Grandmaster Jeffery Xiong is ranked 43rd in the world by the International Chess Federation (FIDE). On May 20, 2023, Xiong played two rounds in the Coppell Chess Club First Year Anniversary Grand Celebration.
Also competing were Grandmaster Rahul Srivasthav Peddi and International Master Zura Javakhadze. They tied for second and third places in the four-round tournament’s open section. FIDE Master Sharvesh Deviprasath won first place.
Coppell Chess Club Competitors
Wayne Xiong, Jeffery’s father, said that the Xiong family lives within a 10-minute drive of the Coppell Chess Club. Jeffery played a couple rounds at the Coppell Chess Club First Year Anniversary Grand Celebration. He also posed for photos with chess fans.
Grandmaster Rahul Srivasthav Peddi is from southern India and became India’s 74th grandmaster in the summer of 2022. In the summer of 2023, Peddi is staying with family friends in Highland Village, Texas. Peddi will begin his junior year at The University of Texas at Dallas (UT Dallas) this fall.
International Master Zura Javakhadze has all three norms required to become a grandmaster. If he raises his FIDE rating over 2500, FIDE will award Javakhadze the grandmaster title. Javakhadze graduated from UT Dallas and works as an executive at WFT Logistics in Frisco, Texas.
FIDE Master Sharvesh Deviprasath was the 2022 Texas State Chess Champion. He is also the 2023 National High School Co-Champion. Deviprasath will be a senior at Coppell High School this fall.
Also competing in the Coppell Chess Club First Year Anniversary Grand Celebration was the 2023 National Middle School Champion Eric Liu. After Liu and I took first-round half-point byes, we were paired in round 2.
Before our game, I asked Liu if we had played before. Liu replied, “I don’t think so.” It was only after the game began that I realized Liu looked familiar because I had interviewed him a month earlier. Then I realized that I was playing the National Middle School Champion!
In our game, Liu has White and an extra pawn in the diagrammed position. The time control was game in 60 minutes with a 5-second delay. By the time we reached the diagrammed position, Liu had less than three minutes and I had 20 minutes. I blundered in his time trouble, moving quickly rather than taking my time.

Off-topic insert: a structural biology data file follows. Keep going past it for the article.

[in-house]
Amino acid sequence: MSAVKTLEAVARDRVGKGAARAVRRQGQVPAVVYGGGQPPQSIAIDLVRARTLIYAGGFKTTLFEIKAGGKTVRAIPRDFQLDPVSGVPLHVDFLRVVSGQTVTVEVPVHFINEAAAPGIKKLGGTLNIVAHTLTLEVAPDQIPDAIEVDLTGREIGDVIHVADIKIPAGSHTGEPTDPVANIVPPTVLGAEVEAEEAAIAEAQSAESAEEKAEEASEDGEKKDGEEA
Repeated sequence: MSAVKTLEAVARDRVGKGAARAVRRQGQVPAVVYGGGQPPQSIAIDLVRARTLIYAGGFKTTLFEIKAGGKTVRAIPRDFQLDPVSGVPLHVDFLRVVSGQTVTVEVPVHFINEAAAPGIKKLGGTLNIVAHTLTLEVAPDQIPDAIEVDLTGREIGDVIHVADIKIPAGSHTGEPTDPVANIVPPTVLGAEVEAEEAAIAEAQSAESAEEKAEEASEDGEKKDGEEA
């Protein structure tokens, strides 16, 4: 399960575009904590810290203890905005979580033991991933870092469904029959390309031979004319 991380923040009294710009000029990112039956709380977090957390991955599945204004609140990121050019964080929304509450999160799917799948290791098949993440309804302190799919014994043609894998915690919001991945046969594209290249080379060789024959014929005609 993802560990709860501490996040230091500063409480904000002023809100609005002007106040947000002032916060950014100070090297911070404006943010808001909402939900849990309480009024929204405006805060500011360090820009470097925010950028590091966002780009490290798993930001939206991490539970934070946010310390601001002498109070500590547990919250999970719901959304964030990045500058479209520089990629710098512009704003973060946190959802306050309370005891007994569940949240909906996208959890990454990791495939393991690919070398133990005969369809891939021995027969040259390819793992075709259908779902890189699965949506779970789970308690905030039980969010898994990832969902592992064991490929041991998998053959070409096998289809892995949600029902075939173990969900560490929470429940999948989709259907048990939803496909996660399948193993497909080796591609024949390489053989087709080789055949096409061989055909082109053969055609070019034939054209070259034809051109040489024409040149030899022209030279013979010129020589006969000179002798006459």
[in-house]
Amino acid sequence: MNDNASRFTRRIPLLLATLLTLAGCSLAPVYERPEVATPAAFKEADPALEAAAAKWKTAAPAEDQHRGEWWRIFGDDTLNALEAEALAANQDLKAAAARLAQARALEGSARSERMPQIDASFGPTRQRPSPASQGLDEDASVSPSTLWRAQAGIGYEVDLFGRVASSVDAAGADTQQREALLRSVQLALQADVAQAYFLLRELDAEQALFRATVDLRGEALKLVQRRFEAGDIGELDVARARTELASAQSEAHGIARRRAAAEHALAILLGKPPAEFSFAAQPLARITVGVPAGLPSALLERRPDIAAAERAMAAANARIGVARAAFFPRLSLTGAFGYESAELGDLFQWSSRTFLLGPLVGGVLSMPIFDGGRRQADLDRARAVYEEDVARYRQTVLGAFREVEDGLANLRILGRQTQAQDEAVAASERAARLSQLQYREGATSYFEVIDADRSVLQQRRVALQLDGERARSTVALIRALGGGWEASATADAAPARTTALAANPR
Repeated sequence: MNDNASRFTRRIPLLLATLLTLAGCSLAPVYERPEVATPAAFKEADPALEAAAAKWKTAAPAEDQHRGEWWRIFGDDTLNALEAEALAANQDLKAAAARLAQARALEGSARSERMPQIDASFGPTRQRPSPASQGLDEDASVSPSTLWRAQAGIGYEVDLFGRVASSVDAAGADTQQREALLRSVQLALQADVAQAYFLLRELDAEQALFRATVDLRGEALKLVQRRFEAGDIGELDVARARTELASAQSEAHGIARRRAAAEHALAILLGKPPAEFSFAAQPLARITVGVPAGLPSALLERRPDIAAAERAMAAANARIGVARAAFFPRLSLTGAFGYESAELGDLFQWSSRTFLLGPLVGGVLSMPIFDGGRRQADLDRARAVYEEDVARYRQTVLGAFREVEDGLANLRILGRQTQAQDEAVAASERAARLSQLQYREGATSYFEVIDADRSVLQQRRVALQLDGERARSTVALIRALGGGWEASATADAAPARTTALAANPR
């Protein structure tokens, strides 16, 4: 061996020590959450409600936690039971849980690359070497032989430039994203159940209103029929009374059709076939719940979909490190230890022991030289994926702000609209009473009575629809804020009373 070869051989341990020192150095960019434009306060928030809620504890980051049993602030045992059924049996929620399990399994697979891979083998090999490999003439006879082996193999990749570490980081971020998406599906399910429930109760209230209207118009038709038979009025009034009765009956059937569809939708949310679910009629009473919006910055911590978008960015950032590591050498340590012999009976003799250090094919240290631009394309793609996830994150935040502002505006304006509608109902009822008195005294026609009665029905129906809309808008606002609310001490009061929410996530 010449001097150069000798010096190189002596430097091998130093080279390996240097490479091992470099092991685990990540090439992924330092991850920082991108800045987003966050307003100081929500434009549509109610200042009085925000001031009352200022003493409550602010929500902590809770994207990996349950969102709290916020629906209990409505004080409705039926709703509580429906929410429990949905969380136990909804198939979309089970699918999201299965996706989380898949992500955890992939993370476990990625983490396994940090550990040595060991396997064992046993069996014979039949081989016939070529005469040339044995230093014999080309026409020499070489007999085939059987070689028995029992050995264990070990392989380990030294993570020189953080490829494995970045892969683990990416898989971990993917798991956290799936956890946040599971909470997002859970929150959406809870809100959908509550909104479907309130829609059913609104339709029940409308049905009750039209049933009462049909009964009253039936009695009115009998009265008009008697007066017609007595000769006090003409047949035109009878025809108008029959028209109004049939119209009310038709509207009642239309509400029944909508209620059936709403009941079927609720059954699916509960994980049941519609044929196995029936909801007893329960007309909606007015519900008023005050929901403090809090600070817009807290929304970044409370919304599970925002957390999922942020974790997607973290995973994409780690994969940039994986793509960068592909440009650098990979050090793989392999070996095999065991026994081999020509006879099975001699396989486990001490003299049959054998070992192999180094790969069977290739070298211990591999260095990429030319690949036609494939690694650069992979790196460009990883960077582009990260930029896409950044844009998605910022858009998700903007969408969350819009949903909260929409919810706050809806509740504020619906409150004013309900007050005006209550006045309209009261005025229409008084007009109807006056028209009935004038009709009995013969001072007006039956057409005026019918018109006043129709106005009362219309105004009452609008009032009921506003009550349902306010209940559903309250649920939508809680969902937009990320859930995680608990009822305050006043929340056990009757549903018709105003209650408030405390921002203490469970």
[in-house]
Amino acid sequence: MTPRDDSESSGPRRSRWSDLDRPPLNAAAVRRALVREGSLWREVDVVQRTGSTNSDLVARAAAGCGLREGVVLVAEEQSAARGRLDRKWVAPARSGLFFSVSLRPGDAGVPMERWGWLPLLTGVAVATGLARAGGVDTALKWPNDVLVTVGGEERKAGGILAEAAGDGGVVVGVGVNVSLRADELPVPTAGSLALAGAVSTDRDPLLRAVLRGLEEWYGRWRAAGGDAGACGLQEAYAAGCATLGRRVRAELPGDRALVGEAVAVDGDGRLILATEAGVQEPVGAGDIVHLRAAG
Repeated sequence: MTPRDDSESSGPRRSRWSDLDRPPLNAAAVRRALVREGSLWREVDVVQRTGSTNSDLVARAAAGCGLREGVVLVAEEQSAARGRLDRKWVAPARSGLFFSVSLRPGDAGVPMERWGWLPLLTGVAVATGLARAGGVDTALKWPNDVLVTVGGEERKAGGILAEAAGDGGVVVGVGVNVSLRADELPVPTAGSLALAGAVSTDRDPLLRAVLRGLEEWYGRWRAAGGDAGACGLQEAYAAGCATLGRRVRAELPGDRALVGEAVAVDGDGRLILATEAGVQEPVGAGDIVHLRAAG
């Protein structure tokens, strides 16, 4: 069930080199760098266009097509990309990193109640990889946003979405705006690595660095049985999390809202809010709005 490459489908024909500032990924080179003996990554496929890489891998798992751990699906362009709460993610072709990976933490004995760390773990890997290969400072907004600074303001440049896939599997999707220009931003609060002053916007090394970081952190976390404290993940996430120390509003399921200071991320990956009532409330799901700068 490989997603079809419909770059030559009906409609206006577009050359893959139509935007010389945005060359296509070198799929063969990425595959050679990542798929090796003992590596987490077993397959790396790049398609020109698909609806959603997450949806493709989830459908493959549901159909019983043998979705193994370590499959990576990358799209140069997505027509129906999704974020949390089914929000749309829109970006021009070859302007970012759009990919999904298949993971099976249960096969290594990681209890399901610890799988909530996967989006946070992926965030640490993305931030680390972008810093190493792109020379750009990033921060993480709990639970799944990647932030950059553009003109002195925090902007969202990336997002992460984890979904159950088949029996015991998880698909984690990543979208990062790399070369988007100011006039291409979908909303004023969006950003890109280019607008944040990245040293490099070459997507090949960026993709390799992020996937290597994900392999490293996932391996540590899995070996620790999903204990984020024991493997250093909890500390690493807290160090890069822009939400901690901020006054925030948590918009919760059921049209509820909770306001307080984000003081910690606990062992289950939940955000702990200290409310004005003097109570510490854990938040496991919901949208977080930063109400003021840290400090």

In round 3, I played another competitor from the National Middle School Championship, Nethra Vinayagaram. Vinayagaram remembered my presentation at the National Middle School Girls Club Room. Since she looked up to me, I felt pressure to win our game. Luckily, I found a tactic to win a pawn.
In round 4, I played a Coppell High School student, Aniruddha Kumar, and drew. Kumar was Deviprasath’s teammate at the National High School Championship, where their two-person Coppell High School team took 30th place in the championship section. Teams were ranked based on their top four players’ scores, so the Coppell High School team was at a disadvantage with only two players in the championship section. Other Coppell High School students competed in the unrated, under 800, and under 1600 sections.
Cake and Chess
Before round 2, a celebratory cake was cut to celebrate the one-year anniversary of the Coppell Chess Club. Competitors got their choice of cake slices or individual parfaits.
The Coppell Chess Club provides chess sets, boards, and clocks. The club has multiple rooms, so classes and analysis are separated from tournament games. There are even spaces set aside for parents waiting for their children’s games to finish. I enjoyed my visit to Coppell Chess Club, and I plan to return for its upcoming tournaments.